With respect to automatic process control, fuzzy logic has also become a powerful tool in intelligent control of biological systems due to the capability to handle complex nonlinear processes and uncertainty in data [26–29]. The concept of fuzzy logic was first introduced by Zadeh [30]. It uses the principle of linguistic description by means of IF-THEN algorithms in order to mimic human reasoning and process assessment. Therefore, it is a good platform for controller design that is subjected to uncertain process behavior.

However, the classic fuzzy controller has several drawbacks. In particular, a major drawback is the lack of a learning capability. Classical fuzzy systems are static and their practical implementation and optimization is done by trial and error and based on the experience of an expert knowing the process and how it should be controlled. However, with respect to fast controller implementation and finding the optimal parameter configuration of the fuzzy sets in order to reach the required controller performance, the method of trial and error is quite cumbersome and often results in inefficient and suboptimal configurations of the control parameters. The optimal configuration can be “hidden” in the data. Therefore, in this work a genetic algorithm was used in order to provide additional intelligence and the ability of learning to the fuzzy controller. The genetic algorithm optimizes the control performance on a data-driven approach. The overall control strategy, which is represented by the rulebase, uses the cognitive knowledge of an expert.

In this approach, the process control architecture is realized by an automated feedback control system based on fuzzy logic. The fuzzy system is linked to SPC in order to control and monitor the process of yeast propagation. The developed fuzzy controller adjusts the process temperature in order to keep the process within statistical corridors of the controller input variables, which are the control error and the temporal control error derivative. Within the framework of SPC, the statistical corridors, respectively, upper and lower control limits of the input variables, are derived from historical data of batches that met the required quality specifications. Shewhart control charts (-charts) are used to calculate the ideal trajectory , the upper control (UCL) limit, and the lower control limit (LCL) of the input variables. With respect to the control quality this means that if the control error stays within the statistical borders, the process and the control meet the required and predefined quality and performance criteria with a probability of 99.73%. The adjustment of the fuzzy controller parameters is done by a genetic algorithm. The heuristic search mechanism of the genetic algorithm is able to find the ideal parameter configuration of the fuzzy sets. The advantage therefore lies in the combination of fuzzy and genetic algorithms. The fuzzy system holds the principle expert knowledge of how to best control the process and the genetic algorithm is used to optimize the expert knowledge by providing learning capability and efficient solution finding in a big search space.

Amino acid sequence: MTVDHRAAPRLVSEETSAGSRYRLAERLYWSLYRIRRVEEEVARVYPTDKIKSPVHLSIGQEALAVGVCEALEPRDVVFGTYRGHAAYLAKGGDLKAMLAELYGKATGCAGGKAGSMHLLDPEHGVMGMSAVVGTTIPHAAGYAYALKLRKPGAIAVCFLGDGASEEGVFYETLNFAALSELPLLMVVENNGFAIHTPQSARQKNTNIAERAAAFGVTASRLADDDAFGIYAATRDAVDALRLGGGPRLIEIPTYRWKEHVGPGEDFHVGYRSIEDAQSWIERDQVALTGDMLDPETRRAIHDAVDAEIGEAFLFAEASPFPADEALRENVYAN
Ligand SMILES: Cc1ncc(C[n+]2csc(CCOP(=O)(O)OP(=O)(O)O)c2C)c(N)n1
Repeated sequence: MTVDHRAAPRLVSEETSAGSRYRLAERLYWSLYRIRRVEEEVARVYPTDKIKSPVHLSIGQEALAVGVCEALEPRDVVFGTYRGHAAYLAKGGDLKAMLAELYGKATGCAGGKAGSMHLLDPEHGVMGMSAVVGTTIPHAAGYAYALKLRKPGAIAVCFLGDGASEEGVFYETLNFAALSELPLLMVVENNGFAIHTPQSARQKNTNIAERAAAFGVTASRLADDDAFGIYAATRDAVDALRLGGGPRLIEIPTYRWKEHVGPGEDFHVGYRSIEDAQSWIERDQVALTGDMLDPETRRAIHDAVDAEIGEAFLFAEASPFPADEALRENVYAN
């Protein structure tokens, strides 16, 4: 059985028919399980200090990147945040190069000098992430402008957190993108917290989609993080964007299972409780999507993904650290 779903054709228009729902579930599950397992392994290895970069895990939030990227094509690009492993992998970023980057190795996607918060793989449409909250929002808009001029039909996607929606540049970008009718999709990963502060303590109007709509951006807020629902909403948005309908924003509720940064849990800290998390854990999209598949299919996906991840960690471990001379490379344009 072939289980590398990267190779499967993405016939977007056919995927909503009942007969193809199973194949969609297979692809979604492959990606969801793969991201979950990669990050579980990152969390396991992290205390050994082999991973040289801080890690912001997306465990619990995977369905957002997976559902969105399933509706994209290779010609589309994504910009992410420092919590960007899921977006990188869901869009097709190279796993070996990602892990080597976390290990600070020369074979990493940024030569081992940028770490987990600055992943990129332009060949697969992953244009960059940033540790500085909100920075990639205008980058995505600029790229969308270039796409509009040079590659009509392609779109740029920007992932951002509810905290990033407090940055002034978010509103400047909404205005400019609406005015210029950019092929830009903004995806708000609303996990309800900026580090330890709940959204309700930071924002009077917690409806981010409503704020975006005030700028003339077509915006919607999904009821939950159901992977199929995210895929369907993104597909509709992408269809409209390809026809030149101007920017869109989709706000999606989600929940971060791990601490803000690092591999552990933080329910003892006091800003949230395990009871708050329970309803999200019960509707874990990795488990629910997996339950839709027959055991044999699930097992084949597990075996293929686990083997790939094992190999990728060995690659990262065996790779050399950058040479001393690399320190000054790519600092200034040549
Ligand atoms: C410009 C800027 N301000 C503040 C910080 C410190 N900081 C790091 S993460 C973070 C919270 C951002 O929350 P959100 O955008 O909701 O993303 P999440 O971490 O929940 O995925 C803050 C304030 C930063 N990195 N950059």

#### 2. Materials and Methods

##### 2.1. Control Charts and Data Pool

The standard Shewhart -chart consists of a centerline to monitor the process mean and the upper and lower control limit which are calculated from historic process data. The control limits are usually set at ±3 times the standard deviation from the centerline, which is simply the arithmetic average. This expresses statistically that 99.73% of all batches that run within these limits are meeting the specified quality requirements and can be viewed to be in control.